The plants in this landscape will do fine with once-a-week or, at most, twice-a-week, watering. Most of the plants here are native to New Zealand, South Africa and parts of Australia, places on the map whose Mediterranean climate – cool and minimally rainy winters and long, hot, dry summers – mirrors our own climate here in Southern California.
What you notice first about this landscape is the brilliant color, compliments of a rainbow selection of gazania cultivars. Starting in the 1960s and for about 20 years after that, gazanias were the kings of ground cover in our part of the world. They bloomed with strong colors and seemed to grow in almost any kind of soil as long as they got lots of sun.
But few people knew how to take care of them, and they did not last long in the garden. Also, there are trends in garden design just like there are trends in interior design, architecture and dress, and for years gazanias have just not been fashionable. With their vivid, unapologetic presentation, some would label gazanias too brash for the understated style favored by many garden designers.
As their flower form clearly shows, gazanias belong to the daisy family. Available in yellow, orange, burgundy, copper and white, gazanias flower throughout the year, especially when they are regularly cut to the ground with a string-trimmer (weed-eater) or hedge shears. There are trailing (Gazania leucolanea) and clumping (Gazania splendens) types. Trailers may have either gray or green foliage.
When should gazanias be sheared back? Just when they are looking their most glorious. If you allow flowers to remain on the plant once they start to fade, this will stop them from flowering since all their energy will be spent on forming seeds. By the same token, allowing the plants to go to seed could result in self-sowing and proliferation of your gazania garden, especially in the clumping types. Excessive leaf growth also inhibits flowering, so keep fertilization to a bare minimum and cut back foliage when it begins to run rampant.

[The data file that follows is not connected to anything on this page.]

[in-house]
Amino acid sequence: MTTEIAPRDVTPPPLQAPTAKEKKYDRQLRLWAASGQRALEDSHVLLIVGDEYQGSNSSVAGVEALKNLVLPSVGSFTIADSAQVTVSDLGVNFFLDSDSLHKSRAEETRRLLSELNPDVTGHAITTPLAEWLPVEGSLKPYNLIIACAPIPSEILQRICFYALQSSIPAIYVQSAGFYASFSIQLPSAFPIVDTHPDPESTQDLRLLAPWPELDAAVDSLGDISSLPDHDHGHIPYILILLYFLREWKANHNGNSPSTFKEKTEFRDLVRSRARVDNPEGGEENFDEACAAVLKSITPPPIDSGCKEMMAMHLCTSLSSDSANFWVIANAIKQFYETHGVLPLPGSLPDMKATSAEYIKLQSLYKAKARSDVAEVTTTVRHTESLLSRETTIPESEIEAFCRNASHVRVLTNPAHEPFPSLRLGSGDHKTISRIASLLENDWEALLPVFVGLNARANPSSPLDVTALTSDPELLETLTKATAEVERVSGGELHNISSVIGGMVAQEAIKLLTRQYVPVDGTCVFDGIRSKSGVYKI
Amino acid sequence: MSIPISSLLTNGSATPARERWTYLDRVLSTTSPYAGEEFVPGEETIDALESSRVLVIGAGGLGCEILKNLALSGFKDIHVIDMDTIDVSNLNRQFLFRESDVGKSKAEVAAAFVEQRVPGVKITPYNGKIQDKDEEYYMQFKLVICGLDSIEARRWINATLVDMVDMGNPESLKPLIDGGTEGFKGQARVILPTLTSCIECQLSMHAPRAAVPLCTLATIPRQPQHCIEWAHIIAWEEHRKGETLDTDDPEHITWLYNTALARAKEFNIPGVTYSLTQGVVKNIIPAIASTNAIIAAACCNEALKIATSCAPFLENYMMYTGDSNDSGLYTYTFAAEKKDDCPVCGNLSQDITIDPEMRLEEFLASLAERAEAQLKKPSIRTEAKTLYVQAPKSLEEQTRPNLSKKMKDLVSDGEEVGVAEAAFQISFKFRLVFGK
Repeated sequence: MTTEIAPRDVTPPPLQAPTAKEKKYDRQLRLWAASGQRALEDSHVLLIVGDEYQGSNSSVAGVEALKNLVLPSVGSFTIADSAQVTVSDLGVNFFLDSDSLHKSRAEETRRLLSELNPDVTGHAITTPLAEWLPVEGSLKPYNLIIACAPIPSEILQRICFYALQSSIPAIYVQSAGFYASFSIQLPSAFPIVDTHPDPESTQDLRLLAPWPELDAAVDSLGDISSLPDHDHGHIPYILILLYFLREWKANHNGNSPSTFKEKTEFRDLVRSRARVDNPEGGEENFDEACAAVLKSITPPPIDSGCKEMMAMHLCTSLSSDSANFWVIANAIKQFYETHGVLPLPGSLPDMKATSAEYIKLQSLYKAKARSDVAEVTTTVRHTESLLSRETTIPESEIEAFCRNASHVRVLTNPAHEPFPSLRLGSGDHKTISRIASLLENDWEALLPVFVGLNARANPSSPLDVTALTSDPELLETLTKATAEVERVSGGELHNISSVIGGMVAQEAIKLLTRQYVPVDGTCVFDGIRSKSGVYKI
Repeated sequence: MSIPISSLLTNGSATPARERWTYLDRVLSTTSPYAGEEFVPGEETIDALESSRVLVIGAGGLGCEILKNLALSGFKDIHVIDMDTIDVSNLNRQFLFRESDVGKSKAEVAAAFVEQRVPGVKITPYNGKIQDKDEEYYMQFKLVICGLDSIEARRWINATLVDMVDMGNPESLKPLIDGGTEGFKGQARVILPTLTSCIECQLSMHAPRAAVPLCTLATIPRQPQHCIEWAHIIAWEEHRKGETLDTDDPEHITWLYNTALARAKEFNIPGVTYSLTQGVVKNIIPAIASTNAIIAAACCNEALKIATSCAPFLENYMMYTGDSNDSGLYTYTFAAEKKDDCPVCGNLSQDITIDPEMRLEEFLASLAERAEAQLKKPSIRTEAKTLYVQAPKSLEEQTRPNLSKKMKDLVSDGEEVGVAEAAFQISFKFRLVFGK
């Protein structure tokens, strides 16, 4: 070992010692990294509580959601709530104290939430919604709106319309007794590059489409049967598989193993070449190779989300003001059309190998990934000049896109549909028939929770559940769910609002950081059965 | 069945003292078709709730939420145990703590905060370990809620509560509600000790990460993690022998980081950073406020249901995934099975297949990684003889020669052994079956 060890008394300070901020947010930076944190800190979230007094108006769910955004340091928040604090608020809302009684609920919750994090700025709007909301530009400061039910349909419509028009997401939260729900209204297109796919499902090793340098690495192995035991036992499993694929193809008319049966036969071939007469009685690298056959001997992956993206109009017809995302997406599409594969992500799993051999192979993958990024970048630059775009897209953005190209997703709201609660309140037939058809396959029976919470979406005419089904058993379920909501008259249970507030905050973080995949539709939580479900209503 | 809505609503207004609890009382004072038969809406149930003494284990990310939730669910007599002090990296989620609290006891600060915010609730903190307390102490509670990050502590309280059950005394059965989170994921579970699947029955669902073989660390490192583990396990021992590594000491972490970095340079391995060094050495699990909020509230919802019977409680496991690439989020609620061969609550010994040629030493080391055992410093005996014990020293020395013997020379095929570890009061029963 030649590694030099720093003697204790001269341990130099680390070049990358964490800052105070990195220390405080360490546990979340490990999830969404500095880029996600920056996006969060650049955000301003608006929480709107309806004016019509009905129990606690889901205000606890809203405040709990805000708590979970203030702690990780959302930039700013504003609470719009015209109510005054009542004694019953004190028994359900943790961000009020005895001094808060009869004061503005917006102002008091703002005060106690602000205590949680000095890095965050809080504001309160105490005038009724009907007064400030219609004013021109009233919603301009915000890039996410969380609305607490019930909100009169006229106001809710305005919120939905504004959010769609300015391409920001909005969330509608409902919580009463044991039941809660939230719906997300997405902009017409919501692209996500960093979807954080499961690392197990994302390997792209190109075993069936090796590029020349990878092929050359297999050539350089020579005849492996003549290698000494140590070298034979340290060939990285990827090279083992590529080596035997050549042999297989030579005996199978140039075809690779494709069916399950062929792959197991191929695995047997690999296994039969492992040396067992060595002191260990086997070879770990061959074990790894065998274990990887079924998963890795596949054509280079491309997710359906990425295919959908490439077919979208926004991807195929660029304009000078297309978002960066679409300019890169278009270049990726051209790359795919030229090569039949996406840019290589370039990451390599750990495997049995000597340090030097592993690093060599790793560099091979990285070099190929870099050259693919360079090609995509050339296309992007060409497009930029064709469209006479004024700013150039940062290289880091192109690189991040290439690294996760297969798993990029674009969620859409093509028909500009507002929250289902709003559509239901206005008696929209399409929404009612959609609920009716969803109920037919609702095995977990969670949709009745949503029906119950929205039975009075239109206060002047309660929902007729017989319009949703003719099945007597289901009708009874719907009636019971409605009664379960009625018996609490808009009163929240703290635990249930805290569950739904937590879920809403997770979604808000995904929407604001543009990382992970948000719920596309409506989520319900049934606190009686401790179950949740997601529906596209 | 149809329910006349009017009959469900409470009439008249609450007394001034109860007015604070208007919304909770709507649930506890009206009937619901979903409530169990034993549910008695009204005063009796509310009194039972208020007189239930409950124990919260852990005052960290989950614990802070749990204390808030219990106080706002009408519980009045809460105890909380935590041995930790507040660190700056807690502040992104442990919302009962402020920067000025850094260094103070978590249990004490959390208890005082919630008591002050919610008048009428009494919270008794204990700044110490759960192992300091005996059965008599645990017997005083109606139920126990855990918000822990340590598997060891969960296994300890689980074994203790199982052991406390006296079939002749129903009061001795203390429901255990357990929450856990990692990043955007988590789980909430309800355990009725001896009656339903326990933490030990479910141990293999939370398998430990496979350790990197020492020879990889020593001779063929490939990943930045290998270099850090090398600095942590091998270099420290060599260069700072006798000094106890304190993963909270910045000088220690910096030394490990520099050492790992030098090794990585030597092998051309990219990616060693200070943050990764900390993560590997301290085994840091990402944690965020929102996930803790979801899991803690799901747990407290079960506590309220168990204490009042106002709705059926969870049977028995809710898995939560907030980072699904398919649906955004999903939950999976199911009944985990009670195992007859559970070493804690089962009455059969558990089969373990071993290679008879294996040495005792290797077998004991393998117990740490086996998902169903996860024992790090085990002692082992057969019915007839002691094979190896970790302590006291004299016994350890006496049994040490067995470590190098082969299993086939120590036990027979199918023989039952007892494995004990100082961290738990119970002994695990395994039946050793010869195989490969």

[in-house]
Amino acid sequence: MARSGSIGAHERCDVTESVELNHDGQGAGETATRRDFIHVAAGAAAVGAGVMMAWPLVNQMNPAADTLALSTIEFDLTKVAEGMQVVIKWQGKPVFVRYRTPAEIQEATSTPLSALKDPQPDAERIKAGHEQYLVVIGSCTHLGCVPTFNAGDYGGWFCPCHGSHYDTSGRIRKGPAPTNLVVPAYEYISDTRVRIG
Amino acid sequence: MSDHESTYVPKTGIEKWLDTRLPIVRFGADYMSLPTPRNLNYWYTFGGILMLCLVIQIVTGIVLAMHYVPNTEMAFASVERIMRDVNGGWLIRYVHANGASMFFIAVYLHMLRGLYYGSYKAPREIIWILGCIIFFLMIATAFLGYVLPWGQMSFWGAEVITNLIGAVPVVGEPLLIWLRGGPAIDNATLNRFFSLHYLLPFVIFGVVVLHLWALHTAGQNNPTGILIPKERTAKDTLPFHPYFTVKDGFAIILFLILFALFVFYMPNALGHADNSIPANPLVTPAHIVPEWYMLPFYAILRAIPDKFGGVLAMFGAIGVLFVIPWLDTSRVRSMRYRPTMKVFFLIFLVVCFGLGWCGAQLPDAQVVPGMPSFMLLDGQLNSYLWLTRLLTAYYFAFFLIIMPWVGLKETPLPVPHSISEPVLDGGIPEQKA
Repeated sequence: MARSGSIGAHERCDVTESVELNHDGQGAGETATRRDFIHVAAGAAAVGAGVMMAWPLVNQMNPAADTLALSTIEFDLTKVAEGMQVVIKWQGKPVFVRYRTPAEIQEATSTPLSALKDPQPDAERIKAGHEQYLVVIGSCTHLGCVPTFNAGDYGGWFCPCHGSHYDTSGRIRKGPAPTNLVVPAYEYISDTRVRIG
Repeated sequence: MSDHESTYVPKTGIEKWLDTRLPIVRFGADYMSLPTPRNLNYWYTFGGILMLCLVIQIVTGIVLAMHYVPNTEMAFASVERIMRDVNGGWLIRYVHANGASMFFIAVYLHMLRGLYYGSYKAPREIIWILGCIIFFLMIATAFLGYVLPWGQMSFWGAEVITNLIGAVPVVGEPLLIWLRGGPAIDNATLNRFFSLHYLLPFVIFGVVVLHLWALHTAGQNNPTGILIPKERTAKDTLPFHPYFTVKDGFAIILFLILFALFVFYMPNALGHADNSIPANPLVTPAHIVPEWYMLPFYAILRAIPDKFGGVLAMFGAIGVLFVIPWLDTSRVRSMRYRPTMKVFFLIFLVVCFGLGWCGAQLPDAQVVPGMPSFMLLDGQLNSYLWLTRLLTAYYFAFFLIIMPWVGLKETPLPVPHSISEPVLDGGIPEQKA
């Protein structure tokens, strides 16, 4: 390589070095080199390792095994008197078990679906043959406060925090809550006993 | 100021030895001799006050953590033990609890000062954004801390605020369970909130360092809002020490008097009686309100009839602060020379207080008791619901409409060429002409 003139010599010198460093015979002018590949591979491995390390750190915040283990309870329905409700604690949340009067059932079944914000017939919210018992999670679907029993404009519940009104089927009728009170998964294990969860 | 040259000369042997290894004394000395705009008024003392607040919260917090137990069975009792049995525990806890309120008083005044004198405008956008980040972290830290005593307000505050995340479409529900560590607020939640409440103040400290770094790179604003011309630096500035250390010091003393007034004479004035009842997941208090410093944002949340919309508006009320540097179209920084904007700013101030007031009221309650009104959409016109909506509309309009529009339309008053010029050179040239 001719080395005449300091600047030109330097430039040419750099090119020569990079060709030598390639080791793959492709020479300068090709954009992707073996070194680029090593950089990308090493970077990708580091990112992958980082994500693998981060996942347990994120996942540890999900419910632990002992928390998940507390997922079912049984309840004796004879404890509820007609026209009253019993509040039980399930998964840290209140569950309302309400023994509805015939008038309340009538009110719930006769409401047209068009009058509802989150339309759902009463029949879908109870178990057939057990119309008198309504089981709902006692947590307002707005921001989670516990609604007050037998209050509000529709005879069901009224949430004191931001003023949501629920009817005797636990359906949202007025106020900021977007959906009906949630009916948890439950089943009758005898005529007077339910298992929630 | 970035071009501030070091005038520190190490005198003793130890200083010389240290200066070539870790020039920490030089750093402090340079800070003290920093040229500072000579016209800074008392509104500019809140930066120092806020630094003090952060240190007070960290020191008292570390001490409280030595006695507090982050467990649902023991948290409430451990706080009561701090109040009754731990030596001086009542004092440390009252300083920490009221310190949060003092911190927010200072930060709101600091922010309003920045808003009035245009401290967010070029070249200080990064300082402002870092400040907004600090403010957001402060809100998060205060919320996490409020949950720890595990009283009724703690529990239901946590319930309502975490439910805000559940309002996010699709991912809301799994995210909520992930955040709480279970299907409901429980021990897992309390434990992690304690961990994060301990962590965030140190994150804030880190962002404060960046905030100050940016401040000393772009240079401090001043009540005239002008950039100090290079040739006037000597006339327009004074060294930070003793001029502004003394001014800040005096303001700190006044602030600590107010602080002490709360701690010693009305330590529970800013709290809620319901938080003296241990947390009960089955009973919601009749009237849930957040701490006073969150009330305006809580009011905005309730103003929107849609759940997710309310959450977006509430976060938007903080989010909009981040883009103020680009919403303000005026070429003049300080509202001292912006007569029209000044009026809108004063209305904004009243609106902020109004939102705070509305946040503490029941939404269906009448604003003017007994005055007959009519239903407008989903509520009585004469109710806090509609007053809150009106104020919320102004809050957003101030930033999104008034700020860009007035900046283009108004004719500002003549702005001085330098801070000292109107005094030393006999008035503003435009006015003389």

The key to growing gazanias successfully is exercising restraint where watering is concerned. Once established in the garden, they are highly susceptible to soil fungus disease when they are over- watered.
Keep in mind that in their native South Africa, gazanias receive no precipitation during the summer. In hot weather, excessive watering activates soil fungi that kill gazanias and other plants, such as California natives, that are not used to excess moisture in the root zone during summer months. Once they are well-rooted, the life of gazanias will be extended by watering them no more than once a week.
Other plants in this Sherman Oaks landscape, together with tips on growing them, include: Australian rosemary (Westringia), a relative of ordinary rosemary (Rosmarinus) with gray green foliage and white or lavender flowers that are on display all year long; fortnight lily (Dietes), clumps of spear-shaped leaves that are frequently chlorotic and are fortified by regular application of iron sulfate or Ironite fertilizer; bronze-leafed hopseed bush (Dodonaea), a very short-lived perennial; needle-leafed and spidery-flowered Grevillea, which dies when fertilized with phosphorus; blue oat grass (Helicotrichon sempervirens), a fountainesque grass more interesting and durable than blue fescue but more water needy than the other plants in this landscape.